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      Changes in cardiovascular disease risk and behavioural risk factors before the introduction of a health check programme in England.

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          Abstract

          A population-based programme of health checks was introduced for adults in England in 2011 for the primary prevention of cardiovascular diseases (CVD) and risk factors management. The aim was to evaluate changes in cardiovascular risk and behavioural risk factors in a health check eligible population in England from 1994 to 2013, by using repeated cross-sectional design using seven surveys of the Health Survey for England. Measures included traditional CVD risk factors and behavioural risk factors. Linear trends were estimated allowing for sampling design. The surveys comprised 49,805 adults aged 45 to 74years; 30,639 were free from cardiovascular comorbidity; 16,041 (52%) had complete data for quantitative risk factors. Between 1994 and 2013, systolic blood pressure decreased by 3.1 (95% confidence interval 2.5 to 3.6) mmHg per decade in men and 5.0 (4.5 to 5.5) in women. Total cholesterol decreased by 0.20 (0.16 to 0.24) mmol/l per decade in men; 0.23 (0.19 to 0.26) in women. Smoking declined by 6% (5% to 8%) per decade in men; 7% (6% - 8%) in women. The proportion with CVD-risk ≥20% declined by 6.8% per decade in men; 2.4% in women. Multiple behavioural risk factors were strongly associated with estimated CVD-risk, but improving trends in traditional CVD risk factors were inconsistent with increasing indicators of adiposity. Long-term declines in traditional risk factors contributed to reductions in estimated CVD-risk prior to the introduction of a health check programme. Behaviour change interventions for multiple risk factor exposures remain a key area for future research.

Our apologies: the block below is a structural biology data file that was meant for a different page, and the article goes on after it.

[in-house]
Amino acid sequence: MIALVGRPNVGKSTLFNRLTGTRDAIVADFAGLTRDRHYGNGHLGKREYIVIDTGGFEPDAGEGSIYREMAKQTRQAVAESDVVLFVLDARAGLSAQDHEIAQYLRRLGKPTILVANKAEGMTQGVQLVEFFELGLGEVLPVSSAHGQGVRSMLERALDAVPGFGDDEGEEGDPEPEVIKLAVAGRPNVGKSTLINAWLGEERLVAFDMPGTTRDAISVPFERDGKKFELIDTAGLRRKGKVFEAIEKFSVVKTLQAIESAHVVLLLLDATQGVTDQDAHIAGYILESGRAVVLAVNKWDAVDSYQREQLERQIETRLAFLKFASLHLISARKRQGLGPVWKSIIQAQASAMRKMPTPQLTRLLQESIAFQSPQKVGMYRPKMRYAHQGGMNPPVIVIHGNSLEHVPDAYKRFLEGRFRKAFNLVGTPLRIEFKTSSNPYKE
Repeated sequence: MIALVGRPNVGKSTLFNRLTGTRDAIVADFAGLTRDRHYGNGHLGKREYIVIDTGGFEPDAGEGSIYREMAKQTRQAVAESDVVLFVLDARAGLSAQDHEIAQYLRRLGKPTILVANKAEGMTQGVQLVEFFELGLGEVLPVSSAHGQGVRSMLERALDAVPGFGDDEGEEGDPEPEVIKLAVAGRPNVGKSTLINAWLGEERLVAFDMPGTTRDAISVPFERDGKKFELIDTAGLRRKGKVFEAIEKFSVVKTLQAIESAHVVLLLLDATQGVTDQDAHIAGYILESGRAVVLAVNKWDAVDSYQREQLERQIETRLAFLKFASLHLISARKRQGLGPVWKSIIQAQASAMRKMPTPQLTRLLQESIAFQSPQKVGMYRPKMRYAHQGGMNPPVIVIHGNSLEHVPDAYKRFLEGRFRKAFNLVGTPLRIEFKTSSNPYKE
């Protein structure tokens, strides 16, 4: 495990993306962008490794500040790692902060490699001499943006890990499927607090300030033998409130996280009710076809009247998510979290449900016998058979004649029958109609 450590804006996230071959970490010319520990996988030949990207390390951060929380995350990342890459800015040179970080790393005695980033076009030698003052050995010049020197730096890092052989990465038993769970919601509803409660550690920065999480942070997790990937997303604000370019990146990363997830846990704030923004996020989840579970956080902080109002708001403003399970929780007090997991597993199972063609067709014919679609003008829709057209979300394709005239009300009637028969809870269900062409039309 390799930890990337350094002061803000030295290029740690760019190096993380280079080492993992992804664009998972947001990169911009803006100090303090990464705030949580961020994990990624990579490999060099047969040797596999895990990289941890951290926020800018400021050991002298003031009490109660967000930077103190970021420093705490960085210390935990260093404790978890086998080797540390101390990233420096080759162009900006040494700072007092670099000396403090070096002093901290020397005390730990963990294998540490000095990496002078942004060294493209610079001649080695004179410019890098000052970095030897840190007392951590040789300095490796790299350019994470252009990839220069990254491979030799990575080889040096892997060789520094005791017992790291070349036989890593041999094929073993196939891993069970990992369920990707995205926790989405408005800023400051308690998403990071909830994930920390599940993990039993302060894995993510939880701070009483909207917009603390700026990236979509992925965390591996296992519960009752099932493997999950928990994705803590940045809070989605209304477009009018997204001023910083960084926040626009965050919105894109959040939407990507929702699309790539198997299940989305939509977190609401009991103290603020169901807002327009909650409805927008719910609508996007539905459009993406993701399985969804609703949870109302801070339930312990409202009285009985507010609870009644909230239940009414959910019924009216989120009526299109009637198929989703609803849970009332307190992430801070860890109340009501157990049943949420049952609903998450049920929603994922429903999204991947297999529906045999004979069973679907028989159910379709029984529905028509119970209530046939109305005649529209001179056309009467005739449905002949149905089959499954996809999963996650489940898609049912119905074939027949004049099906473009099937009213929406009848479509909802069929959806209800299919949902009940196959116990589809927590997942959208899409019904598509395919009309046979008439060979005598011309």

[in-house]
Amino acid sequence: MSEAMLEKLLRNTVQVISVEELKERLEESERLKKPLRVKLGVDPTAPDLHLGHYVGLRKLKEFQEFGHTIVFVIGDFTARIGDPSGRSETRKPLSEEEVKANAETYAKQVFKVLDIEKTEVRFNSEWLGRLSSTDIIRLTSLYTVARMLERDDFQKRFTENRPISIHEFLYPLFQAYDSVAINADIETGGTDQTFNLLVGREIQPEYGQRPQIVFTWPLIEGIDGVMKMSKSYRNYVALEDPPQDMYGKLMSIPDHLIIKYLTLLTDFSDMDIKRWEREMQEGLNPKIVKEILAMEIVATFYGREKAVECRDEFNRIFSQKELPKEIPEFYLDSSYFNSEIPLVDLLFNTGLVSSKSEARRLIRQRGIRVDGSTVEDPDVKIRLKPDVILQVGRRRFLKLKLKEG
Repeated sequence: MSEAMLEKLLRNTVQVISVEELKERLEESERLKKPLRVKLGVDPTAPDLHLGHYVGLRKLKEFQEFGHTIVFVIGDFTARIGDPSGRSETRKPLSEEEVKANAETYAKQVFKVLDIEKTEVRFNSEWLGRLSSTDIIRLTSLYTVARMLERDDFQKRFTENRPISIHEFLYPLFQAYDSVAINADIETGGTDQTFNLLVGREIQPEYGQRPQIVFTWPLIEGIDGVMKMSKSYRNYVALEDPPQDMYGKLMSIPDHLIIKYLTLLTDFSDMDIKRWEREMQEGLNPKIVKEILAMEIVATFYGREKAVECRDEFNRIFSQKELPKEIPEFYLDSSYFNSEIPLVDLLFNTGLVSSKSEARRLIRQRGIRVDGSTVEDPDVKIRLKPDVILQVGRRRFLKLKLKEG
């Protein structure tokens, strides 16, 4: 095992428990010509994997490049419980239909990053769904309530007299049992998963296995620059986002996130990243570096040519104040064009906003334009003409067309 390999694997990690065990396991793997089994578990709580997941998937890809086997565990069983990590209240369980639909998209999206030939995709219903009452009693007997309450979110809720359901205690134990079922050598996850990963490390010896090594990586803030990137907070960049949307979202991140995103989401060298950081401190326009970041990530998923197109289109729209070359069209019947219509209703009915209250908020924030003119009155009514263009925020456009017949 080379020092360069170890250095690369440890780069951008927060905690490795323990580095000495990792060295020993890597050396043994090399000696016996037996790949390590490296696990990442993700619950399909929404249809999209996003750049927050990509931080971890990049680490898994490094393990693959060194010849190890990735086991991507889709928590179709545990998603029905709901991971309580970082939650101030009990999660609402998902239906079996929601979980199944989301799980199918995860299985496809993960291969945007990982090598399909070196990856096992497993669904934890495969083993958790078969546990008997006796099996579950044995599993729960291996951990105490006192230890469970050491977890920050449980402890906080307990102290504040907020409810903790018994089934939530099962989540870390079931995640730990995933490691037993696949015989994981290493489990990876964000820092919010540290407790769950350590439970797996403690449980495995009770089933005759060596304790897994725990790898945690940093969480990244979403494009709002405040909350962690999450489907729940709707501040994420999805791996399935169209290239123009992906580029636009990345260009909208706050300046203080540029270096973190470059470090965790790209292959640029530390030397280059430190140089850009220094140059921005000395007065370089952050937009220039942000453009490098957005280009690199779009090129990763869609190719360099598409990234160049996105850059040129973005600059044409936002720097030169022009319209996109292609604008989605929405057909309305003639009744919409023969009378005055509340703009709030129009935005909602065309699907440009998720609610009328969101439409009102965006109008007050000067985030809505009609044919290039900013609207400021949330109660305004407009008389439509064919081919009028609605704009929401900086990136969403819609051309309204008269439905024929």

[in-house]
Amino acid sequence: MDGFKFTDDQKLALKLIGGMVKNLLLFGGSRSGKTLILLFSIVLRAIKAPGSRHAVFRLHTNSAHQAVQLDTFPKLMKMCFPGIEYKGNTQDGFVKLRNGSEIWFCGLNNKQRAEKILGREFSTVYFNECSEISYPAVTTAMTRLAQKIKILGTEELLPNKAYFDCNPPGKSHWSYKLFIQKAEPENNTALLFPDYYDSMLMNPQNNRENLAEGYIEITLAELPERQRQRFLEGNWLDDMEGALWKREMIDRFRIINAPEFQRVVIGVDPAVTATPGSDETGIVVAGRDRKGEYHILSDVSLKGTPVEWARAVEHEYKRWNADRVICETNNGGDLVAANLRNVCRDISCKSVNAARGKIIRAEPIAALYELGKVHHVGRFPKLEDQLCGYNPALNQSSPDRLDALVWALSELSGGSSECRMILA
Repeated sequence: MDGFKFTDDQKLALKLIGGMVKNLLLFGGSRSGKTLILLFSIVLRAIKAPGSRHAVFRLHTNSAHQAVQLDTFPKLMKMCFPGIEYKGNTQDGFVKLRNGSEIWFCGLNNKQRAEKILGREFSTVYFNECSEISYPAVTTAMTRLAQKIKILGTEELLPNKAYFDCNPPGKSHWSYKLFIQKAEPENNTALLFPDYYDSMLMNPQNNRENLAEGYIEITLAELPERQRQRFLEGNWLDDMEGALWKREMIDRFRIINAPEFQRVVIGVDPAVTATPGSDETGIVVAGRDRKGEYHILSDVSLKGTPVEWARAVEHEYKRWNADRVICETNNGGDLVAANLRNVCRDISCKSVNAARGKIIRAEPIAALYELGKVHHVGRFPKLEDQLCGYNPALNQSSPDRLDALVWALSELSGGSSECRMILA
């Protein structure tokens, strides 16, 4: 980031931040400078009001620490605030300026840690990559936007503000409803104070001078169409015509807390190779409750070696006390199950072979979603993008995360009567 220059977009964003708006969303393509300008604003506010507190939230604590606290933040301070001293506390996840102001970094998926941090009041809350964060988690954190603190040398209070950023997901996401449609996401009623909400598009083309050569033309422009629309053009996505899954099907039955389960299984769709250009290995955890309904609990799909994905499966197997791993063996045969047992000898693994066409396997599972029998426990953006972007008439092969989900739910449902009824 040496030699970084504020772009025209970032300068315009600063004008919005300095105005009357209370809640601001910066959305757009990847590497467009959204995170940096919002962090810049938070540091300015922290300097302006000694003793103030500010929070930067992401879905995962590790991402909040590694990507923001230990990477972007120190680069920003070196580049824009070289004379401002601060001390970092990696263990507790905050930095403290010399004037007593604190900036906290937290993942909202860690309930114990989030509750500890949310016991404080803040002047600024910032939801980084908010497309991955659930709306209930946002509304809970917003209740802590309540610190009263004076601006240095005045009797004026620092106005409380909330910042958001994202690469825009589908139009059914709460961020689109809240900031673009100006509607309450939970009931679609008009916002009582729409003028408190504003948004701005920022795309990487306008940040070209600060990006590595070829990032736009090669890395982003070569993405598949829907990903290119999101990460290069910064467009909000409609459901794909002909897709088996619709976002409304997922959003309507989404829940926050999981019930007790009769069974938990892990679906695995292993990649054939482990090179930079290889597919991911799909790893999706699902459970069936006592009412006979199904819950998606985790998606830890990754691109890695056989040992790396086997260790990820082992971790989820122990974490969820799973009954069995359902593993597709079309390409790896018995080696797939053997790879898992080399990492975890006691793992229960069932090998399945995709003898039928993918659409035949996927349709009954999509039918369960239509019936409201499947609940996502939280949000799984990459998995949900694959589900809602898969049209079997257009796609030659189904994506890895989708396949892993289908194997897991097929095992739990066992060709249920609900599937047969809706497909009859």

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          Author and article information

          Journal
          Prev Med
          Preventive medicine
          Elsevier BV
          1096-0260
          0091-7435
          Oct 2016
          : 91
          Affiliations
          [1 ] Department of Primary Care and Public Health Sciences, King's College London, Addison House, Guy's Campus, London SE1 1UL, United Kingdom. Electronic address: samah.alageel@kcl.ac.uk.
          [2 ] Department of Primary Care and Public Health Sciences, King's College London, Addison House, Guy's Campus, London SE1 1UL, United Kingdom.
          Article
          S0091-7435(16)30231-6
          10.1016/j.ypmed.2016.08.025
          27539072

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